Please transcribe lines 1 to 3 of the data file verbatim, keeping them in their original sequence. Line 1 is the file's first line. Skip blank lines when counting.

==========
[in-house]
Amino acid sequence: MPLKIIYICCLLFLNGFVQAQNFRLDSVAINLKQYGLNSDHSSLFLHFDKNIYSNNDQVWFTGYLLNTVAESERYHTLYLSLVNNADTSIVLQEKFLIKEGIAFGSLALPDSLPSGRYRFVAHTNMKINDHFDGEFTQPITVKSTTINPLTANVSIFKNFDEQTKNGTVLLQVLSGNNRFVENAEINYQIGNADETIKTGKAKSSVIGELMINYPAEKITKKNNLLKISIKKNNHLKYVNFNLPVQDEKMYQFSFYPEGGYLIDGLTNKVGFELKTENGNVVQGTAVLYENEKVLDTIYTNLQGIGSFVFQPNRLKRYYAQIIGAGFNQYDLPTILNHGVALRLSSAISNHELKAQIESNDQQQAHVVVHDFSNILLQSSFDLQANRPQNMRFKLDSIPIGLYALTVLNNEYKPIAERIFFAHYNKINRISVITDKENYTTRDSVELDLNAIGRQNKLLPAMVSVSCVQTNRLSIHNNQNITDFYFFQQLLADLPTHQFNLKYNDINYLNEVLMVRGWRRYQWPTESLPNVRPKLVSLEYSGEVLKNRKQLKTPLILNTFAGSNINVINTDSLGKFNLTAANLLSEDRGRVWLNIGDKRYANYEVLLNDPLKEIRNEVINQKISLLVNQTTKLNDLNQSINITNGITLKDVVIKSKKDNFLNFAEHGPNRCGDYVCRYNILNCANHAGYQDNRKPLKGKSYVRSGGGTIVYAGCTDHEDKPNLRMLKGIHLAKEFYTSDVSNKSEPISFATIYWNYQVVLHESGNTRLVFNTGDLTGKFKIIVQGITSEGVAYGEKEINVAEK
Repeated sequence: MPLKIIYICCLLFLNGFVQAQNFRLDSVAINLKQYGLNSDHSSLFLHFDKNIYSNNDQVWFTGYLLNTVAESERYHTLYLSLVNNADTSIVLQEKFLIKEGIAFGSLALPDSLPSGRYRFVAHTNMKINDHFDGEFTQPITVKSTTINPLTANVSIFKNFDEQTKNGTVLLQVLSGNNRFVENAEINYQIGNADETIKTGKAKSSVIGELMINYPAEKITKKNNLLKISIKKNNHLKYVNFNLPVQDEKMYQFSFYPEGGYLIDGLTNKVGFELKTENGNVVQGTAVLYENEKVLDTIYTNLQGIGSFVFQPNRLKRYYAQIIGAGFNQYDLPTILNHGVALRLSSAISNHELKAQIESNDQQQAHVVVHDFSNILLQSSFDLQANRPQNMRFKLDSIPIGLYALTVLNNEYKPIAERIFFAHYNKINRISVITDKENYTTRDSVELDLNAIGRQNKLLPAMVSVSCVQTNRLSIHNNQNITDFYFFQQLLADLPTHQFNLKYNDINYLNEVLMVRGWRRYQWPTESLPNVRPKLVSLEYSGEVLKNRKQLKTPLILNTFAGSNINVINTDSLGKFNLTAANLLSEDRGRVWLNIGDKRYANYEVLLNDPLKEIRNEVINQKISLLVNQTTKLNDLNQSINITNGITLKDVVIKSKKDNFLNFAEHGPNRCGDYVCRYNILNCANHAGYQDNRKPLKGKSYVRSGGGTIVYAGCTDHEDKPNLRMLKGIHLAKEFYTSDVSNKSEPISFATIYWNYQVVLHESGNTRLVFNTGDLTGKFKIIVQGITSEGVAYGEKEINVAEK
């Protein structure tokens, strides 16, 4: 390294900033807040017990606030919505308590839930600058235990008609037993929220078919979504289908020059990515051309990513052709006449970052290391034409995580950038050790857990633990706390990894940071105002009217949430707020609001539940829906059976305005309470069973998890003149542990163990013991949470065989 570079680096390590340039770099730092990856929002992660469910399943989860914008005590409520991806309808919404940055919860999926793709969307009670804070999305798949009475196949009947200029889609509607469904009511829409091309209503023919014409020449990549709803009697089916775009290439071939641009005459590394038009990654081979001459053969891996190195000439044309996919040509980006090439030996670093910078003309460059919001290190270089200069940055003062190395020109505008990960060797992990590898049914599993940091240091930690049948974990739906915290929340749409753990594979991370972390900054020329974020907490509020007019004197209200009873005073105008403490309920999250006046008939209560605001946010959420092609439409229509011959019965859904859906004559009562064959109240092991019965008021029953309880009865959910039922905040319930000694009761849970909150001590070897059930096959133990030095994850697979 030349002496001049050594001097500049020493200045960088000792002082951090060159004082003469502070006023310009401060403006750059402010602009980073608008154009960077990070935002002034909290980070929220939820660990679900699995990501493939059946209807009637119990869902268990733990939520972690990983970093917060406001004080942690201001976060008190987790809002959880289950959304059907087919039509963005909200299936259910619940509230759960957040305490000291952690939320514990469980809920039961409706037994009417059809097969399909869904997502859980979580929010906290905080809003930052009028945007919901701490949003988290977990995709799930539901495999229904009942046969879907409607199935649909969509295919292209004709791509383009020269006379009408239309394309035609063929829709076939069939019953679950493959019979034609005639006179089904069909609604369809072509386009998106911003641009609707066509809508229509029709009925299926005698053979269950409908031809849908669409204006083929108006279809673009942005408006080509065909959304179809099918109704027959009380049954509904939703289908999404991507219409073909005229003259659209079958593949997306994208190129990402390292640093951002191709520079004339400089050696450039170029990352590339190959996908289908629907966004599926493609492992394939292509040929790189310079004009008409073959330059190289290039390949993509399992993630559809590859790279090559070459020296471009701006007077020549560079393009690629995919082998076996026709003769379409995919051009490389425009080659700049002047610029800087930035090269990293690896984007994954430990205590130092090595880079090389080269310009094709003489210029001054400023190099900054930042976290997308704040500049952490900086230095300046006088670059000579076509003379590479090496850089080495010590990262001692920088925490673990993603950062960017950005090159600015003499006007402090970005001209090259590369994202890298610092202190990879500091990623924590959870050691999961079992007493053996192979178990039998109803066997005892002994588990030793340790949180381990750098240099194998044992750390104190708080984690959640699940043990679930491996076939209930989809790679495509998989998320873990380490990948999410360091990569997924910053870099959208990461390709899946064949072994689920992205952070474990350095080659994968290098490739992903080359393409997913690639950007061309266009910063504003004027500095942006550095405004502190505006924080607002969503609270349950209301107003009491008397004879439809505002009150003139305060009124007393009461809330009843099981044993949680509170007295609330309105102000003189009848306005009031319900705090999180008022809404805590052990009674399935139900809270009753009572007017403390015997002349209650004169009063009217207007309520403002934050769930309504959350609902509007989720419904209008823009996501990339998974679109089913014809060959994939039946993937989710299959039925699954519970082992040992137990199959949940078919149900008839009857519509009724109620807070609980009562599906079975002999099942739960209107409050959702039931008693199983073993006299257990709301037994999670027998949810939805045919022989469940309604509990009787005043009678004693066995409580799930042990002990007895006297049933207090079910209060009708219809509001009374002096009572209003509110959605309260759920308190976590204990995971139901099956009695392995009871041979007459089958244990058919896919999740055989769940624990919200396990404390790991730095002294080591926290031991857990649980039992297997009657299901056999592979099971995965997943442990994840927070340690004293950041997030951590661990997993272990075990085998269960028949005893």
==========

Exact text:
[in-house]
Amino acid sequence: MPLKIIYICCLLFLNGFVQAQNFRLDSVAINLKQYGLNSDHSSLFLHFDKNIYSNNDQVWFTGYLLNTVAESERYHTLYLSLVNNADTSIVLQEKFLIKEGIAFGSLALPDSLPSGRYRFVAHTNMKINDHFDGEFTQPITVKSTTINPLTANVSIFKNFDEQTKNGTVLLQVLSGNNRFVENAEINYQIGNADETIKTGKAKSSVIGELMINYPAEKITKKNNLLKISIKKNNHLKYVNFNLPVQDEKMYQFSFYPEGGYLIDGLTNKVGFELKTENGNVVQGTAVLYENEKVLDTIYTNLQGIGSFVFQPNRLKRYYAQIIGAGFNQYDLPTILNHGVALRLSSAISNHELKAQIESNDQQQAHVVVHDFSNILLQSSFDLQANRPQNMRFKLDSIPIGLYALTVLNNEYKPIAERIFFAHYNKINRISVITDKENYTTRDSVELDLNAIGRQNKLLPAMVSVSCVQTNRLSIHNNQNITDFYFFQQLLADLPTHQFNLKYNDINYLNEVLMVRGWRRYQWPTESLPNVRPKLVSLEYSGEVLKNRKQLKTPLILNTFAGSNINVINTDSLGKFNLTAANLLSEDRGRVWLNIGDKRYANYEVLLNDPLKEIRNEVINQKISLLVNQTTKLNDLNQSINITNGITLKDVVIKSKKDNFLNFAEHGPNRCGDYVCRYNILNCANHAGYQDNRKPLKGKSYVRSGGGTIVYAGCTDHEDKPNLRMLKGIHLAKEFYTSDVSNKSEPISFATIYWNYQVVLHESGNTRLVFNTGDLTGKFKIIVQGITSEGVAYGEKEINVAEK
Repeated sequence: MPLKIIYICCLLFLNGFVQAQNFRLDSVAINLKQYGLNSDHSSLFLHFDKNIYSNNDQVWFTGYLLNTVAESERYHTLYLSLVNNADTSIVLQEKFLIKEGIAFGSLALPDSLPSGRYRFVAHTNMKINDHFDGEFTQPITVKSTTINPLTANVSIFKNFDEQTKNGTVLLQVLSGNNRFVENAEINYQIGNADETIKTGKAKSSVIGELMINYPAEKITKKNNLLKISIKKNNHLKYVNFNLPVQDEKMYQFSFYPEGGYLIDGLTNKVGFELKTENGNVVQGTAVLYENEKVLDTIYTNLQGIGSFVFQPNRLKRYYAQIIGAGFNQYDLPTILNHGVALRLSSAISNHELKAQIESNDQQQAHVVVHDFSNILLQSSFDLQANRPQNMRFKLDSIPIGLYALTVLNNEYKPIAERIFFAHYNKINRISVITDKENYTTRDSVELDLNAIGRQNKLLPAMVSVSCVQTNRLSIHNNQNITDFYFFQQLLADLPTHQFNLKYNDINYLNEVLMVRGWRRYQWPTESLPNVRPKLVSLEYSGEVLKNRKQLKTPLILNTFAGSNINVINTDSLGKFNLTAANLLSEDRGRVWLNIGDKRYANYEVLLNDPLKEIRNEVINQKISLLVNQTTKLNDLNQSINITNGITLKDVVIKSKKDNFLNFAEHGPNRCGDYVCRYNILNCANHAGYQDNRKPLKGKSYVRSGGGTIVYAGCTDHEDKPNLRMLKGIHLAKEFYTSDVSNKSEPISFATIYWNYQVVLHESGNTRLVFNTGDLTGKFKIIVQGITSEGVAYGEKEINVAEK